New Pasteuriser for College

A long awaited new pasteuriser for the College Dairy is now fully operational. Year 10 students are getting a taste of working in an automated robotic dairy and the new pasteuriser is another piece of equipment managed by staff and students on-site. Offering practical experience to their set of competencies.

Milk is piped in one end of the pasteuriser, which then flows between a set of heating pipes or plates, heating the milk to a specific temperature to kill harmful bacteria – it is then cooled to complete the pasteurisation process. Pasteurisation was developed by Louis Pasteur in 1864 to kill organisms responsible for diseases such as listeriosis, typhoid fever, tuberculosis, diphtheria and brucellosis.

Students will be processing between 300-400 litres of milk per week, some of which will be used for general consumption and the College kitchen. The remainder of the College milk is sold to Harvey Fresh. This adds to the ethos of the College to be as self sufficient as possible, growing vegetables and producing meat and eggs for the College kitchen.


Great Opportunity Available – Dairy Agricultural Technical Officer

The College is currently advertising for a full-time Dairy Agricultural Technical Officer Level 1-3.  This is a great opportunity for someone to take over the day-to-day management of our robotic dairy enterprise.  You don’t have to have experience working in a robotic dairy; the College is looking for someone who has worked in a commercial dairy, enjoys training young people and can work as part of our team.

Free housing, including all utilities, is available on site in lieu of a shared on-call responsibility.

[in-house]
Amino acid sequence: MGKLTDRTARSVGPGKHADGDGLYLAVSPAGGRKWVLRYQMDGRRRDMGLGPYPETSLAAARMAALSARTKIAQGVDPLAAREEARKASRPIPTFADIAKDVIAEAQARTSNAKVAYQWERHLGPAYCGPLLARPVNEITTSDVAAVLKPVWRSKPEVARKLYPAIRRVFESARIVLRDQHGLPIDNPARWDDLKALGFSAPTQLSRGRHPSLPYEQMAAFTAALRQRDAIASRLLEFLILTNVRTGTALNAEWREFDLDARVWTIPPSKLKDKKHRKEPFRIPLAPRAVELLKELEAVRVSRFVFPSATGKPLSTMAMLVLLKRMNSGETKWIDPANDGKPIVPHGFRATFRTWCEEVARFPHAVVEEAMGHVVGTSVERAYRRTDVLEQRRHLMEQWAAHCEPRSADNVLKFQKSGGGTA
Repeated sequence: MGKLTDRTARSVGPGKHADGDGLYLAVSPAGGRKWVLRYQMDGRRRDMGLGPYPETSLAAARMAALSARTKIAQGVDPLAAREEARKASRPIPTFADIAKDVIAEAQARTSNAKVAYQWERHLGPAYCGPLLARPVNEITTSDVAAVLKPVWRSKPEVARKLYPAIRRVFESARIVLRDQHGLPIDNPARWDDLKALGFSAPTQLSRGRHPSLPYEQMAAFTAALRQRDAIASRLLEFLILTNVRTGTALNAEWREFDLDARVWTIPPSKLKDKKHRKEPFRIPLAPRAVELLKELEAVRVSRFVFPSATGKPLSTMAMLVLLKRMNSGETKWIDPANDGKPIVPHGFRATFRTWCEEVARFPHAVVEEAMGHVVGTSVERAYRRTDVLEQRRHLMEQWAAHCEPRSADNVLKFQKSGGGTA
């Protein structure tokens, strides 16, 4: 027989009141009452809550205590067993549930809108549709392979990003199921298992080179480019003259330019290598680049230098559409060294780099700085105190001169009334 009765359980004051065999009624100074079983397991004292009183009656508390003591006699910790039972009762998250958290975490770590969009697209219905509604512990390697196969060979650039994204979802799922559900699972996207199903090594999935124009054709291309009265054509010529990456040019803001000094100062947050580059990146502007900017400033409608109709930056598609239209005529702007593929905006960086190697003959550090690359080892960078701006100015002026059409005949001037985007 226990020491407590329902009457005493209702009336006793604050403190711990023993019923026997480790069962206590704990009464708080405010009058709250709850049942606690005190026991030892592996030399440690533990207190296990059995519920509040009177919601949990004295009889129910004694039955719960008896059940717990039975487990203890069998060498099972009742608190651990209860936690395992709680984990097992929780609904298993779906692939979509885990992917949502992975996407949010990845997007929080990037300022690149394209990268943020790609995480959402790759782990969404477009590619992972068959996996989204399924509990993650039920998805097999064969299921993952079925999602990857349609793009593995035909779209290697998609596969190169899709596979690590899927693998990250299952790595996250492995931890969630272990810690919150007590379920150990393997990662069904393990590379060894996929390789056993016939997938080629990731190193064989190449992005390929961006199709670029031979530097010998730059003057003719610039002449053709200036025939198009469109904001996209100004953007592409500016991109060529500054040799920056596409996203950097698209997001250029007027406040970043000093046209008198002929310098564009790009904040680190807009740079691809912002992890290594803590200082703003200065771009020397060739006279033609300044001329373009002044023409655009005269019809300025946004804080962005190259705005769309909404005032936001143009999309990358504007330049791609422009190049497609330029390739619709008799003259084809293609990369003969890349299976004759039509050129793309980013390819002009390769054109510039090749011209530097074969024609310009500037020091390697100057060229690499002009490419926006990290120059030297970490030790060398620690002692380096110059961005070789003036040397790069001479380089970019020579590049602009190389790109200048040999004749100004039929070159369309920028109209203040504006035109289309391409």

The position closes on Friday 16 February at 4pm.

Applications need to be submitted online at

If you’d like to discuss anything regarding this position please contact Kevin Osborne, Principal, by telephoning 98480200 or emailing


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Denmark Winners in 2017 Milk Quality Awards

The dairy industry is celebrating the success of top performing dairy farmers producing high quality milk while boosting their on-farm profitability.

The Australian Milk Quality Awards recognise farms that have achieved the best milk quality in Australia based on annual average bulk milk cell count (BMCC) across Australia’s milk processing companies.

Dairy Australia’s Kathryn Davis said the on-farm management of milk quality is key to ensuring the competitiveness of Australian dairy in the marketplace.

 Every year the Australian Milk Quality Awards celebrates the great job being done by dairy farmers up and down the country to keep milk quality at a consistently high standard (Ms Davis) 


“A low cell count is an indicator that mastitis is well controlled in the herd, improving milk production, cow health and welfare.  Farmers achieving a low cell count are also financially rewarded with a premium for their milk and significant cost savings on mastitis treatments and labour” said Ms Davis.

WA had 5 farms in the top 100 suppliers across the nation with the lowest aggregate BMCC:

  • Matt and Angela Brett, Dardanup
  • Luke and Vicki Fitzpatrick, Waroona
  • Craig and John Foster, Wilyabrup
  • WA College of Agriculture (Denmark)
  • Ben and Caroline Letchford, Busselton

Further, there were 14 herds that were listed with bulk milk cell counts in the lowest 5% in Australia of which includes the WA College of Agriculture – Denmark.

College Principal, Kevin Osborne, said “This is a terrific recognition of the great work being undertaken in the College’s Robotic Dairy Enterprise with our Dairy Manager, Terry DeVos and Technical Officer – Agricultural Education, Patrick Swallow.”

Full Results: Dairy Australia

Further Contact: Kevin Osborne, Principal, 0428 480 204


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